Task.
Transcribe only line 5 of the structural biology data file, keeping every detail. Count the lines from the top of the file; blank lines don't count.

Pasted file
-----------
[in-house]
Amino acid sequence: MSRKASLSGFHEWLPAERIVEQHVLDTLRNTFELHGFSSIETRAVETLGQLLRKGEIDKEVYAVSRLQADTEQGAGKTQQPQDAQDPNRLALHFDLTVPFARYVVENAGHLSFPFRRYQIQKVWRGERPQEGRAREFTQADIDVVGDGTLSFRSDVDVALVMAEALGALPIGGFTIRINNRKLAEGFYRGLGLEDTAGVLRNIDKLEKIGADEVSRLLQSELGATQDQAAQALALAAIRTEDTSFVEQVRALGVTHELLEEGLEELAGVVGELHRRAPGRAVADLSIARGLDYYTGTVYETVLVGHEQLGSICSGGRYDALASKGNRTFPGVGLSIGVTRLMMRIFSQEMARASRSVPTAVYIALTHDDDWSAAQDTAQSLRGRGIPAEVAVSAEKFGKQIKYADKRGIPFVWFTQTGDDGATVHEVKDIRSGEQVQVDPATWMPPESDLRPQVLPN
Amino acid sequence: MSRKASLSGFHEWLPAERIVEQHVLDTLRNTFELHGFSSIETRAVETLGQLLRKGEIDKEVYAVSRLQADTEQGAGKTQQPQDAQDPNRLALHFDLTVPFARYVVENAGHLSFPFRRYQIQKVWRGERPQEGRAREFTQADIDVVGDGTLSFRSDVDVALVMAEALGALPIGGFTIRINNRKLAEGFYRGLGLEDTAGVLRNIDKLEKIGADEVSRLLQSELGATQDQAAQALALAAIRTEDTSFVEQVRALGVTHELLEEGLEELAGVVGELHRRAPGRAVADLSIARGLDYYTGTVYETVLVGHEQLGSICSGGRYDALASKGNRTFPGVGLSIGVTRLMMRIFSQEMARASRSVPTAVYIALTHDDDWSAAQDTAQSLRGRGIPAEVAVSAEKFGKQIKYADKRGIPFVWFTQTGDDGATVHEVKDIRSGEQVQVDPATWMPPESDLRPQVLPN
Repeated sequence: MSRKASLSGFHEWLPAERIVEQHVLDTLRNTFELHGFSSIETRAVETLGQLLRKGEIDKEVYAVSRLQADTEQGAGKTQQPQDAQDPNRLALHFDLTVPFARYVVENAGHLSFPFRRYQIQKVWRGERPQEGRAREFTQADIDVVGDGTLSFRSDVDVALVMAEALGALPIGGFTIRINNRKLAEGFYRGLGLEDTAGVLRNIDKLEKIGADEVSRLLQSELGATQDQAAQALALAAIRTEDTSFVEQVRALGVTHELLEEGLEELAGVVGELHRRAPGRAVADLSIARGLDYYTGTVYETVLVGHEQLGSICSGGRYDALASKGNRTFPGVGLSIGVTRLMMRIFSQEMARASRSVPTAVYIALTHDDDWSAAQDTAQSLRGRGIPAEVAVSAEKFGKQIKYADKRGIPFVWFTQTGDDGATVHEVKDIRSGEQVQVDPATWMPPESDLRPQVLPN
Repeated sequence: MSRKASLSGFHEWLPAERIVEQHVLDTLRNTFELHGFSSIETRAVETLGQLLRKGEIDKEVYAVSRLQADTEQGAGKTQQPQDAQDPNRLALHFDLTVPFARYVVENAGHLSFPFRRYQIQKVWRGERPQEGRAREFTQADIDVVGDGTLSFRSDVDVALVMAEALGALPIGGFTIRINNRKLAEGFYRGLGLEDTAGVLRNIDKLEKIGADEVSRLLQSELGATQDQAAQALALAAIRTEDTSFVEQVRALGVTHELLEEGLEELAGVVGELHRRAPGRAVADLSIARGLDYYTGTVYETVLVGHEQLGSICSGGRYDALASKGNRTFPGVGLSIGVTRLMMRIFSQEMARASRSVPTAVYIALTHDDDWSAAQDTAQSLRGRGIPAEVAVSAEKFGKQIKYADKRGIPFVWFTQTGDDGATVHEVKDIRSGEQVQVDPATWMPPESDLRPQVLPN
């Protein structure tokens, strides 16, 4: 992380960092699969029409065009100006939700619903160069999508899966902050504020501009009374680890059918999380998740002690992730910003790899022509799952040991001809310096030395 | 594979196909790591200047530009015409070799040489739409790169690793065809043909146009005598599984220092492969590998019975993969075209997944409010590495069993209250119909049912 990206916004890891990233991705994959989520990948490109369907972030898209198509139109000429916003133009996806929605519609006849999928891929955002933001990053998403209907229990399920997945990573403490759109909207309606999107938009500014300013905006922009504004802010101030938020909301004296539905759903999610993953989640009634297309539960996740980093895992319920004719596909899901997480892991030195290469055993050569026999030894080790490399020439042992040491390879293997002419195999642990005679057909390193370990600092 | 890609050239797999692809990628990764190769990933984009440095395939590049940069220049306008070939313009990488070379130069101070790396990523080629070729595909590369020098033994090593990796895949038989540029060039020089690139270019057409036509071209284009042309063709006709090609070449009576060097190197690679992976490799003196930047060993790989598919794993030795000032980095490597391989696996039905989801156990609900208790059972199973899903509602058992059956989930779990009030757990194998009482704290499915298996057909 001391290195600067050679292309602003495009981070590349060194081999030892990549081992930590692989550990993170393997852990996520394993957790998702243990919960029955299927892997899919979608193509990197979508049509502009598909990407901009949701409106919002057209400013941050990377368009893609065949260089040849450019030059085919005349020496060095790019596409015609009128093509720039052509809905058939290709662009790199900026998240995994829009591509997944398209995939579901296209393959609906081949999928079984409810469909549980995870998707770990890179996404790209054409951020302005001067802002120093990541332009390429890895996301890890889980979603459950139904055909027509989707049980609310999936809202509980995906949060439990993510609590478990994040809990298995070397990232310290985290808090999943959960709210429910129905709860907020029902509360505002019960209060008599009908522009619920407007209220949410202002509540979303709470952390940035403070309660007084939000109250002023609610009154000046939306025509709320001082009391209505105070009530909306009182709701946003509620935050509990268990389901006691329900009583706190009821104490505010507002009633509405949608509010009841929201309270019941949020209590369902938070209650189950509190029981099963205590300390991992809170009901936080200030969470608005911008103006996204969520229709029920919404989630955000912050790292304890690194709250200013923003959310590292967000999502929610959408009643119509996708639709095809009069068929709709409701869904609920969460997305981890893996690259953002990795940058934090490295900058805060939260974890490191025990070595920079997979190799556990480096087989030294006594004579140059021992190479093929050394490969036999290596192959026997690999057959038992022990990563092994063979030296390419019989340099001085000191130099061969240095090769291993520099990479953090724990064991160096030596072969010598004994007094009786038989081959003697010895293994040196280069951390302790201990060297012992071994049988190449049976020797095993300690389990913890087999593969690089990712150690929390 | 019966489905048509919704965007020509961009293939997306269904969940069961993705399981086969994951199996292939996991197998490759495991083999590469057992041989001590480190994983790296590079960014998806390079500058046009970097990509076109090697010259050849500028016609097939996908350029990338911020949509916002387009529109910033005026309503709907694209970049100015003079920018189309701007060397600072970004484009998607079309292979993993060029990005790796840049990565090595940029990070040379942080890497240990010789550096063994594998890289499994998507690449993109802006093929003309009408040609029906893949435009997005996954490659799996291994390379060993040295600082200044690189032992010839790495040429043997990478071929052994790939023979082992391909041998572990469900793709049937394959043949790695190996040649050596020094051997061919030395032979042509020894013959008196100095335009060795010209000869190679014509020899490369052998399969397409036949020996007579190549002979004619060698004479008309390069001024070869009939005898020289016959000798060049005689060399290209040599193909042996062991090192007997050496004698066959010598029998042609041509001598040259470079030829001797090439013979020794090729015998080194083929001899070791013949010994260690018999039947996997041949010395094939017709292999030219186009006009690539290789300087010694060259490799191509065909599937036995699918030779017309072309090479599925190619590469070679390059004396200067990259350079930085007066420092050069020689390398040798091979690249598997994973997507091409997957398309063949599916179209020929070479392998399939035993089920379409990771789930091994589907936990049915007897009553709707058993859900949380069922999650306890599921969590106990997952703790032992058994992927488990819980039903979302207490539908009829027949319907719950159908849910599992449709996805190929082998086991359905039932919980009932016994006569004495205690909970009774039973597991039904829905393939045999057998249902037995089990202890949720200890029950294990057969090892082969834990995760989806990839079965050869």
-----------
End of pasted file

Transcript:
Repeated sequence: MSRKASLSGFHEWLPAERIVEQHVLDTLRNTFELHGFSSIETRAVETLGQLLRKGEIDKEVYAVSRLQADTEQGAGKTQQPQDAQDPNRLALHFDLTVPFARYVVENAGHLSFPFRRYQIQKVWRGERPQEGRAREFTQADIDVVGDGTLSFRSDVDVALVMAEALGALPIGGFTIRINNRKLAEGFYRGLGLEDTAGVLRNIDKLEKIGADEVSRLLQSELGATQDQAAQALALAAIRTEDTSFVEQVRALGVTHELLEEGLEELAGVVGELHRRAPGRAVADLSIARGLDYYTGTVYETVLVGHEQLGSICSGGRYDALASKGNRTFPGVGLSIGVTRLMMRIFSQEMARASRSVPTAVYIALTHDDDWSAAQDTAQSLRGRGIPAEVAVSAEKFGKQIKYADKRGIPFVWFTQTGDDGATVHEVKDIRSGEQVQVDPATWMPPESDLRPQVLPN